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    Venus Williams' Comeback Falls Short Against Muguruza

    Does close count? After facing myriad difficulties that include a debilitating illness and ongoing questions surrounding a recent fatal auto accident, Venus Williams, 37, seemed nonetheless poised to reclaim some of her grass court glory yesterday. But she couldn’t fight her way past powerful 23-year-old Spaniard Garbiñe Muguruza, who won her first Wimbledon title 7-5, 6-0 — two years after losing to Venus’ superstar sister Serena, now on a maternity break, in the same fabled venue. It was "incredible," Muguruza said, as "I grew up watching her play."

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    Tobacco’s Battle Against African Health Efforts

    There’s definitely smoke. A new investigation has found that big tobacco’s waging a war against African nations’ attempts to regulate its carcinogenic wares. With the world’s fastest-growing smoker population estimated at 77 million, the continent’s health ministries are reportedly facing intimidation and legal pressure from multinational cigarette-making companies. Giants like British American Tobacco are developing markets in these impoverished nations while challenging anti-smoking regulations proven effective in developed nations. And while such companies deny their marketing targets kids, consumer advocates report seeing vendors along well-trod paths to school.

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    Was the Calais ‘Jungle’ a Modern Utopia?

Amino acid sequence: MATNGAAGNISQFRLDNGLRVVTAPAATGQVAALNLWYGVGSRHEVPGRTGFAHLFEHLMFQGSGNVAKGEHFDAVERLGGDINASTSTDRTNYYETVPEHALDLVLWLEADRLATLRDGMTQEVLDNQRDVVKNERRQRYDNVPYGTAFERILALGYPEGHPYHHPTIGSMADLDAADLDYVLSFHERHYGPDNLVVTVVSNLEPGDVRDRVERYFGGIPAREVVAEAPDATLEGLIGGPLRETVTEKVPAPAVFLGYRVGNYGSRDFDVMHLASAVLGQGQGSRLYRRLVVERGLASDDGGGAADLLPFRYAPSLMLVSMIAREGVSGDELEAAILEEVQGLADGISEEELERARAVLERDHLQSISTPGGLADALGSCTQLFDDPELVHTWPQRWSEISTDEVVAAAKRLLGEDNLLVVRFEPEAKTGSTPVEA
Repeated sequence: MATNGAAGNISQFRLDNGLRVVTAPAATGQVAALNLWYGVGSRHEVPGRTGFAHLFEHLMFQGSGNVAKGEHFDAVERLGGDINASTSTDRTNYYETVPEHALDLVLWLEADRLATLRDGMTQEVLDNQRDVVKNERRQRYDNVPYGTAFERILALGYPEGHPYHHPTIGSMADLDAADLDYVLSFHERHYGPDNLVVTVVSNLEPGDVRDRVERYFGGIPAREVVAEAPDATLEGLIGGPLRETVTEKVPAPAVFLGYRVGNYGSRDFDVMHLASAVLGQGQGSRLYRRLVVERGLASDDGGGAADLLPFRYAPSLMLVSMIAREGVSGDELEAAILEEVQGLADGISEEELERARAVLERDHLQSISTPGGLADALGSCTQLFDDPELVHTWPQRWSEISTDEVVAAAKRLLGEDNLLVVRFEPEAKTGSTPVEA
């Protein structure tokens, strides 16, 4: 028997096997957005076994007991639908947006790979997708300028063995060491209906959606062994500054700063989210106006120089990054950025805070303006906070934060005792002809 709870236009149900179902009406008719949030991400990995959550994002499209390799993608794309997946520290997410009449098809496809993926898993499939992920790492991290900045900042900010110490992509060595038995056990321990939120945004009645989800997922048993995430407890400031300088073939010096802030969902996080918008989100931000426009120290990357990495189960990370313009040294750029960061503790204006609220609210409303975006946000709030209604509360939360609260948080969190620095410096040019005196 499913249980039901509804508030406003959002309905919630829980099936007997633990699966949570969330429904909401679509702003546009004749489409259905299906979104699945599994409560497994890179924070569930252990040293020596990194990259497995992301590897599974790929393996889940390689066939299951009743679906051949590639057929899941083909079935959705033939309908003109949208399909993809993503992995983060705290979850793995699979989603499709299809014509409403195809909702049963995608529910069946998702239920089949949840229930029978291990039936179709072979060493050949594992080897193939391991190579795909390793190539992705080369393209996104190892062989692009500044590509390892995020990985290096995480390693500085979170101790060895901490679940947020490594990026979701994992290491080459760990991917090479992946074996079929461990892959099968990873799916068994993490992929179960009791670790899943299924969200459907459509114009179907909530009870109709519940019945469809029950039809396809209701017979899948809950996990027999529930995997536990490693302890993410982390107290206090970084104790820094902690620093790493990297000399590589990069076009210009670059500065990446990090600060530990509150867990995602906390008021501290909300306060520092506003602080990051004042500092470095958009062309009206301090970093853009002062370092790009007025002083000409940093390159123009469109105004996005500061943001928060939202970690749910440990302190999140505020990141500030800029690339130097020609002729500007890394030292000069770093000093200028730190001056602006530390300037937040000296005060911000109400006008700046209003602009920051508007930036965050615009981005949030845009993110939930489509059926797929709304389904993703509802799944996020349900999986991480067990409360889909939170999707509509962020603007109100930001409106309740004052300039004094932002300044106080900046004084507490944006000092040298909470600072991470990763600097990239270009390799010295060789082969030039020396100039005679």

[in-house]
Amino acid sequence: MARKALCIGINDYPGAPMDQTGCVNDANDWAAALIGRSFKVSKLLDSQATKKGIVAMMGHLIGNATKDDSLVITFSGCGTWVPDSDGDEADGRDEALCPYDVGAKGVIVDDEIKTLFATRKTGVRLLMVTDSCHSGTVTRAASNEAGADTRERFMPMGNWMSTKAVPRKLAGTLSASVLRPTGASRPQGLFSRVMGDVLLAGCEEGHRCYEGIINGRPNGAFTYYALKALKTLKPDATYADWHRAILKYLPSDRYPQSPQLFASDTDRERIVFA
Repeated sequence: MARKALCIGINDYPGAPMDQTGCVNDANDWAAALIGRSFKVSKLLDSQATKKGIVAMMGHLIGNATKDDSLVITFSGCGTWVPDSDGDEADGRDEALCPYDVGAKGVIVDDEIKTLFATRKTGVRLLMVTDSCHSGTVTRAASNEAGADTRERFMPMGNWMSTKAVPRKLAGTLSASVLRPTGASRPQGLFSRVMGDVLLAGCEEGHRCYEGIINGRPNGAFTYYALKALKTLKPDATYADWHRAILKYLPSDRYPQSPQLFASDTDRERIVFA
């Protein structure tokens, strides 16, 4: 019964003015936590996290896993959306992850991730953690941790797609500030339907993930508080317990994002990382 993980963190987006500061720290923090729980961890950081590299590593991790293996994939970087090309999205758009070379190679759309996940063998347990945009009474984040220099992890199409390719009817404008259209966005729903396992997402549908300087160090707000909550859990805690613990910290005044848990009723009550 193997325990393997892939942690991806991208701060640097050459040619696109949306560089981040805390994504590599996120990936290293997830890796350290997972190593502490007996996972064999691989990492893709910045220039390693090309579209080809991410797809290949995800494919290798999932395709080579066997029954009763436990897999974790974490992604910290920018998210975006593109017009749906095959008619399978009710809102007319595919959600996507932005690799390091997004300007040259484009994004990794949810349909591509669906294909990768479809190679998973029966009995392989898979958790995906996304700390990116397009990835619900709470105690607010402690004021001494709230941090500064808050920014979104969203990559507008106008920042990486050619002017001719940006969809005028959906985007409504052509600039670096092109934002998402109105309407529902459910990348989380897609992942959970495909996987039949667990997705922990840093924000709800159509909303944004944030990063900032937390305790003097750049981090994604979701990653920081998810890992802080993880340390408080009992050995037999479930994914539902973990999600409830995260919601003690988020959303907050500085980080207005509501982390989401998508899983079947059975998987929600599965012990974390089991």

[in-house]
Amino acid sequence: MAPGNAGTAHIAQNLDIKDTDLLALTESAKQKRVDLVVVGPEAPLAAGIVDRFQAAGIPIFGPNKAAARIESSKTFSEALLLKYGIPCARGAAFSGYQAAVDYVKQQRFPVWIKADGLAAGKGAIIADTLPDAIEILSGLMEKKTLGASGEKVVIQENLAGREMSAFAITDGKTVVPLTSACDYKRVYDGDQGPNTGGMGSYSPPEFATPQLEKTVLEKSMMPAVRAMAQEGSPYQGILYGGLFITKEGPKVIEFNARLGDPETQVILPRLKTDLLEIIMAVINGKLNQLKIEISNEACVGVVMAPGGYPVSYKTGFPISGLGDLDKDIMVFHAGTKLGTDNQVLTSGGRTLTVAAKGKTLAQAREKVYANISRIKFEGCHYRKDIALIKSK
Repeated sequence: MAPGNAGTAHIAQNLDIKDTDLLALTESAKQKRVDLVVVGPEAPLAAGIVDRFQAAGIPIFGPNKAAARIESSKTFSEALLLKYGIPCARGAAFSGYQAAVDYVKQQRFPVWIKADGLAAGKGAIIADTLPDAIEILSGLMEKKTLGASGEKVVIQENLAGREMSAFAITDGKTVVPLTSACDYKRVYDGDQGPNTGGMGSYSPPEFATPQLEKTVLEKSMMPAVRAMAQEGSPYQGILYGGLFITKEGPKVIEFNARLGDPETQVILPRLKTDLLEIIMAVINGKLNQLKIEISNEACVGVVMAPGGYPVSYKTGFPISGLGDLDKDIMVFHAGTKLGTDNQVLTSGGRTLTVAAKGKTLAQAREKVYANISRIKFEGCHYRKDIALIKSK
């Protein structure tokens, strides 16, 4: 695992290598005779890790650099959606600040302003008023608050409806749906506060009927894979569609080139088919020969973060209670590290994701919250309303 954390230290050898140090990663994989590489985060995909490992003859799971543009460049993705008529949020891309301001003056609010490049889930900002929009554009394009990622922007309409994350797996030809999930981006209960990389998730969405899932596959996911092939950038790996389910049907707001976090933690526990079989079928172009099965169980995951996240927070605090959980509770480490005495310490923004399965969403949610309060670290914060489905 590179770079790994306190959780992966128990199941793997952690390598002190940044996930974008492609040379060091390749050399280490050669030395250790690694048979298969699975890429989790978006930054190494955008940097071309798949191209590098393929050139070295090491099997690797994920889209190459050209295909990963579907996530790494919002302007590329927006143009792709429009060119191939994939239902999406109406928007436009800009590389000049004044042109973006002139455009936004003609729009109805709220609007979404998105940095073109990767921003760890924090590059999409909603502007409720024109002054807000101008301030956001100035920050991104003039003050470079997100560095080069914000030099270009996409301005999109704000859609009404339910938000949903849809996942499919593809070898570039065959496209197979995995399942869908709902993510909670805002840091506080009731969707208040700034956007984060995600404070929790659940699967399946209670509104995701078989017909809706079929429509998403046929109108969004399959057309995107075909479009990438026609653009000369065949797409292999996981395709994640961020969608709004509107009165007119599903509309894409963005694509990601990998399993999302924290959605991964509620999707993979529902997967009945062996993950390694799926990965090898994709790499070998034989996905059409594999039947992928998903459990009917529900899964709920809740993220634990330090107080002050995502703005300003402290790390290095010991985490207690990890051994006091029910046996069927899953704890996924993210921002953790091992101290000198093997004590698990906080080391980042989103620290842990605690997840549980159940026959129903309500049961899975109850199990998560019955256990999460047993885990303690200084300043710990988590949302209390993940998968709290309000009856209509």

It was a free space. A glaring symptom of Europe’s refugee crisis, the community of some 7,000 migrants called “The Jungle” in Calais, France, was much more, posits open-borders activist Natasha King. Before French authorities dismantled it in October, it was an open place where people from myriad cultures, from Afghan to Kurdish to Chadian, were thrown together to make a lawless, but functioning society. For King, it was a glimpse — with all of its problems and promise — of the kind of borderless world she hopes might someday come into existence.

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    All-Girl Baseball Team Fosters Major League Dreams

    Get your mitts on some gender parity. Most girls who play baseball get steered out of the sport by age 11, shunted into softball or some other line-toeing alternative. Others find Girls Travel Baseball, the only American youth-oriented, all-female travel team, whose 42 players crisscross the U.S. competing against boy’s teams — and sometimes, says one team member, bringing them to tears. GTB’s players are already sensitive to discrimination against girls in sports, and some even harbor dreams of smashing the MLB’s glass ceiling with a Louisville Slugger.

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    This First-Person Shooter Is Putting Autism in the Game

    Who says video games are unhealthy? Overwatch, with more than 30 million players, offers a wholesome twist. It’s boosting much-needed autism awareness by featuring a character named Symmetra, who misunderstands social cues during gameplay and craves rigid structure. There’s also Ana, 60, a one-eyed Egyptian sniper, Junkrat, an Australian amputee explosives expert, and Tracer, a lesbian British time jumper. They’re all part of an effort by game developers to mirror gamers’ diversity — with characters possessing a mix of unique attributes that can unlock players’ perceptions of other people’s differences.

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    Broadcast Rights Are Dragging Down ESPN

    They’re the “Worldwide Leader in Sports.” But locking in billions’ worth of live sports broadcast rights in the face of epidemic cord-cutting has upended the balance sheet. ESPN’s lost more than 13 million subscribers since 2011, and now it’s rethinking content and presentation to adapt to the online highlights paradigm and keep viewers in their seats. New-look shows and more digital-friendly programming are key parts of a revamped strategy, also employed by Fox Sports, that aims to keep the network in the game while the goalposts are still moving.